If might be the right word for getting Taiwanese and KMT attention for what the ECFA treaty is shaping up to be.

Arty said...

if we can survive the KMT's disastrous economic policies, Taiwan might well fly in the future tech industries.

So what's DPP's economic policy? Ignoring the largest economy next door? The economic transition should be made during last eight years, but nothing has been done. There is little future for Taiwan so call high-tech industry today (old-tech sounds more like it these day).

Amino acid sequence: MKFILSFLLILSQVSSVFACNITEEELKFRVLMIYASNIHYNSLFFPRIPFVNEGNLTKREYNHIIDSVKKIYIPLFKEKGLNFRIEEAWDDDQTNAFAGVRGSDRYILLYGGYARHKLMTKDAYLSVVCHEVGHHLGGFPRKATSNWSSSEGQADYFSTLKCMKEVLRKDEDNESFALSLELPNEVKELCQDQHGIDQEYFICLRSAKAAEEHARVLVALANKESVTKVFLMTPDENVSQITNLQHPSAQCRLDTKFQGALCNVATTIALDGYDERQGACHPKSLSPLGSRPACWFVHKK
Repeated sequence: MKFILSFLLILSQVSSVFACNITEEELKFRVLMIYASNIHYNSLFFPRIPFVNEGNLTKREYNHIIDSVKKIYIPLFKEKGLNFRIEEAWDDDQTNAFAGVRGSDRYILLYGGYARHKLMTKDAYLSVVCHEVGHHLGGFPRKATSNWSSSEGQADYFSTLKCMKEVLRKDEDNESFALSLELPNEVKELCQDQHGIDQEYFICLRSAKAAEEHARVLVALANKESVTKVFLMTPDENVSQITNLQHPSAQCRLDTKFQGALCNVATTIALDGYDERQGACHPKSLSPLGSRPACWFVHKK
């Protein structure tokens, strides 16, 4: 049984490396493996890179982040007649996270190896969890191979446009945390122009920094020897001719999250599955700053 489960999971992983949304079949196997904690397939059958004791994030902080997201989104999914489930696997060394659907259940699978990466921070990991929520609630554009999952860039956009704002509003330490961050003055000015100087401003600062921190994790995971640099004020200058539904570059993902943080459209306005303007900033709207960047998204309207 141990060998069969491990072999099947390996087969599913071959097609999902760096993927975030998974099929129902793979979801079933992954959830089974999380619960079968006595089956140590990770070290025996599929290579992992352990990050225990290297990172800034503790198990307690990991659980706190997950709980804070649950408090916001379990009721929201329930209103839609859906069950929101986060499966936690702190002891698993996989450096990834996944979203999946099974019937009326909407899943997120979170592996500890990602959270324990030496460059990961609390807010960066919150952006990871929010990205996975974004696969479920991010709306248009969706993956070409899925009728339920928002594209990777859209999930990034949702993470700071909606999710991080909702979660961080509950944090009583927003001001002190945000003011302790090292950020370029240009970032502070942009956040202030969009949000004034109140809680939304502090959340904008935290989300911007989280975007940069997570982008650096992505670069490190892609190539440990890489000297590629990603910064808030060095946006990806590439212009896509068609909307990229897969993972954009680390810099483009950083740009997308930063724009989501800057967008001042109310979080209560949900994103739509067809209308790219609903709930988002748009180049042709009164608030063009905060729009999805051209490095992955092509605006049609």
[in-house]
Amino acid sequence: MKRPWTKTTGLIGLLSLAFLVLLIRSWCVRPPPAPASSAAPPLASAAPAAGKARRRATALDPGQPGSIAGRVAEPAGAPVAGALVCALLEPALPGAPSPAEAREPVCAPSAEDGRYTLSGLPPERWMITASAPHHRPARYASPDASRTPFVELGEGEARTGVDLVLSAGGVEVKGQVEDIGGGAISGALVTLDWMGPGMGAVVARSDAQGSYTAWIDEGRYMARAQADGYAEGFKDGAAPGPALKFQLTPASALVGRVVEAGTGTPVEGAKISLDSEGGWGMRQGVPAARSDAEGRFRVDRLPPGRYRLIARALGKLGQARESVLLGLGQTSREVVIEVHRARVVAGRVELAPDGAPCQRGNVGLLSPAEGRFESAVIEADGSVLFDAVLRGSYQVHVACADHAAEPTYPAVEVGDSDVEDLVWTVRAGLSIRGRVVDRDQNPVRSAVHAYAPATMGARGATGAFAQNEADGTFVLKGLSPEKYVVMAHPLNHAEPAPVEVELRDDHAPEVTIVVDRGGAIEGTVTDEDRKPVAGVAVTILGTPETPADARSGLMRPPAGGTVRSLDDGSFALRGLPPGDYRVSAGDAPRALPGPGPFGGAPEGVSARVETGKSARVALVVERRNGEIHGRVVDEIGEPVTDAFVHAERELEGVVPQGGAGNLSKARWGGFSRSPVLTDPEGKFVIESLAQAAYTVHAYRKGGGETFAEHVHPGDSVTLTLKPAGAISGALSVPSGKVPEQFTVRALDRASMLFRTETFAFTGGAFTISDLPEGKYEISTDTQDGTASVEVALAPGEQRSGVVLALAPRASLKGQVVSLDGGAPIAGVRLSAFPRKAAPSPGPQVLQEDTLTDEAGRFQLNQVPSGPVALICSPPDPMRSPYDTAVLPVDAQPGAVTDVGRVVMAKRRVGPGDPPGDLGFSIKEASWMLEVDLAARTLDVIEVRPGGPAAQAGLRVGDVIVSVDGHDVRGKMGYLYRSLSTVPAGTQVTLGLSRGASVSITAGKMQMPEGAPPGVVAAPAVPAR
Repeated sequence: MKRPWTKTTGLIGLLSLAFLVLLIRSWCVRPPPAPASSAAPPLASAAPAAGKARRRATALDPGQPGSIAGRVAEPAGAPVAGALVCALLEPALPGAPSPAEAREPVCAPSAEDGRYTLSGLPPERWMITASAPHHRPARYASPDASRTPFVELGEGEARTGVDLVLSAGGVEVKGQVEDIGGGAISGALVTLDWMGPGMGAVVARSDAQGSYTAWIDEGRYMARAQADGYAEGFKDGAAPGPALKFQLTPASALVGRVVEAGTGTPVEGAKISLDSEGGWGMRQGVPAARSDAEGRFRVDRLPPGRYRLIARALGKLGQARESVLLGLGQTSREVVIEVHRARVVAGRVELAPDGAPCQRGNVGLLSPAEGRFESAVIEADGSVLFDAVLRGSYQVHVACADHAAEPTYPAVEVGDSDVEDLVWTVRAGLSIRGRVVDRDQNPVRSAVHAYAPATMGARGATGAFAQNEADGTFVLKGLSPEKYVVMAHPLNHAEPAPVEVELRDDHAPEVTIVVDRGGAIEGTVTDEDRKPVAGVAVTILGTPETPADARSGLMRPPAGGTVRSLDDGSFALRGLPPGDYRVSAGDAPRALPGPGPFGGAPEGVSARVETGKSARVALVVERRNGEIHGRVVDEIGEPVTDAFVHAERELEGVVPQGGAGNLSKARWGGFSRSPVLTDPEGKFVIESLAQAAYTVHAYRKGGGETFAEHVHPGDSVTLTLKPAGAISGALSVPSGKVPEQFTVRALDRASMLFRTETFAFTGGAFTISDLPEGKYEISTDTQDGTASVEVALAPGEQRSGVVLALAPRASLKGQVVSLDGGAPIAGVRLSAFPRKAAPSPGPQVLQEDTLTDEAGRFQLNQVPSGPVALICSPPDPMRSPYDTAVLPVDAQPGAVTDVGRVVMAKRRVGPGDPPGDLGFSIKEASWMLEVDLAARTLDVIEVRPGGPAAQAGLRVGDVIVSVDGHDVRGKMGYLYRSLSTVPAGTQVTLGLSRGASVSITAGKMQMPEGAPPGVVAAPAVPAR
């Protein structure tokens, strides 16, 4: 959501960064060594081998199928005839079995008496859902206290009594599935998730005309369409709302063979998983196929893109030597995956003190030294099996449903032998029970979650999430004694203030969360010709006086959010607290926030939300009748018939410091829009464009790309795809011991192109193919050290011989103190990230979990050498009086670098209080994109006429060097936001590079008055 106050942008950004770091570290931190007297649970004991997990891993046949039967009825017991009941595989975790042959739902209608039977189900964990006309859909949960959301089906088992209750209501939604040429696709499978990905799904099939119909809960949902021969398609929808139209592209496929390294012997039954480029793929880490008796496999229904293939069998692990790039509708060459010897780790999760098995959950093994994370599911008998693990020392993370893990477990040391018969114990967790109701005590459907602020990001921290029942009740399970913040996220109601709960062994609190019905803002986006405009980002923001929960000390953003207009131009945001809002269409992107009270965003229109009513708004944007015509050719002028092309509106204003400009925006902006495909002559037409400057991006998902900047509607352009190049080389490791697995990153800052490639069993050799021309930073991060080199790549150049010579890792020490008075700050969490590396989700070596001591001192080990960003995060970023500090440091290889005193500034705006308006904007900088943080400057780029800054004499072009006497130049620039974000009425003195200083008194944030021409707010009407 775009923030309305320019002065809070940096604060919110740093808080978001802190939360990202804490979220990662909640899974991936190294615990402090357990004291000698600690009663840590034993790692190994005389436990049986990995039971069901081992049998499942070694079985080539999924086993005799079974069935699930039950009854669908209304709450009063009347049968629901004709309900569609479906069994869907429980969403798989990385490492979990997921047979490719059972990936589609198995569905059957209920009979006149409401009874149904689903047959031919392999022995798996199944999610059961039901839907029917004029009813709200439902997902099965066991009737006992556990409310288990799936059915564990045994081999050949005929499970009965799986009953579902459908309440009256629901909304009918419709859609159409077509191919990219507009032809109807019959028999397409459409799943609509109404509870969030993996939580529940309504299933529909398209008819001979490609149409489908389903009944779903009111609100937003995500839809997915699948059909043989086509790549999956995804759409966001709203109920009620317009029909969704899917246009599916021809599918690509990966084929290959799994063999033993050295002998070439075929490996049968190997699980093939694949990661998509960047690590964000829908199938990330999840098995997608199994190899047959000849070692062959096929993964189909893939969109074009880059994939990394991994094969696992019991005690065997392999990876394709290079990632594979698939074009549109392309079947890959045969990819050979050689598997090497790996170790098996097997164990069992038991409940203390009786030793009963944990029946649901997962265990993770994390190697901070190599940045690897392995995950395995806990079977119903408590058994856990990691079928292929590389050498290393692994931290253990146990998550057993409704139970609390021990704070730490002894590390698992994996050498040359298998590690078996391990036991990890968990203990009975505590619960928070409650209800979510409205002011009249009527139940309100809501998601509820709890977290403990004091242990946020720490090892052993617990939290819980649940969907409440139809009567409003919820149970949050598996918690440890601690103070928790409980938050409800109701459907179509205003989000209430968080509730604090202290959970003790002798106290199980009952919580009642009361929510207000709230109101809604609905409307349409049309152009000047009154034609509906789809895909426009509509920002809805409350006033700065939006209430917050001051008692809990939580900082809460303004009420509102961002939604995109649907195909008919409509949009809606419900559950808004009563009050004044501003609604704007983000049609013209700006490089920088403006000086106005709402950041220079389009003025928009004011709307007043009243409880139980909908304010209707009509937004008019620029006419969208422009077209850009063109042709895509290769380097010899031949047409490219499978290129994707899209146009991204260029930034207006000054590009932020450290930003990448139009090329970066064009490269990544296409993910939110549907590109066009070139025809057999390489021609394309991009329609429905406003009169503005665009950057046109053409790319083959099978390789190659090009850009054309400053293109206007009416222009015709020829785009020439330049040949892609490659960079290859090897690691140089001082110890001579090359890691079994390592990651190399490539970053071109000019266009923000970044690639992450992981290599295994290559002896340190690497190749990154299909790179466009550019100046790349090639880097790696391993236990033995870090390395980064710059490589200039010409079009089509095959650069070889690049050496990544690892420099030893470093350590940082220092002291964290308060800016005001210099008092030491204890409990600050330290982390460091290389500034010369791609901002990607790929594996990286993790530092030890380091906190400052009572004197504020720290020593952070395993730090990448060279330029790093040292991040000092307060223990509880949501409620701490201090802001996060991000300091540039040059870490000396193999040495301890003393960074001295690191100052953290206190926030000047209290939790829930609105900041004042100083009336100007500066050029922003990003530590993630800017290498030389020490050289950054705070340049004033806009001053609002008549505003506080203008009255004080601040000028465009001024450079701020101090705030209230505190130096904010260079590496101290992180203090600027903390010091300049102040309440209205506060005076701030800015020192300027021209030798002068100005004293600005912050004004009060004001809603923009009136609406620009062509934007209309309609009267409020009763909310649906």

I can also tell you what's best hope for Taiwan's future. Health care outsourcing from US, since elective surgeries can be done in Taiwan for cheap compared to the US. Food industry that could still take over China's market. Bio-tech if it is not too late (sell health food if you need to), and maybe some in financial service sector. Custom bicycles and electronics may also be possible but Taiwan companies need to seriously look at their marketing techiques.

Anonymous said...

"The higher the unemployment in Taiwan is as the result of deals with China, the more the KMT is going to push the line that Taiwanese needs greater integration with China to save the economy... a self-fulfilling prophecy."

What you're saying doesn't make sense. Increased trade will mean increased unemployment. That's the nature of a relatively rich country signing with a relatively poor one, especially one that is so much larger.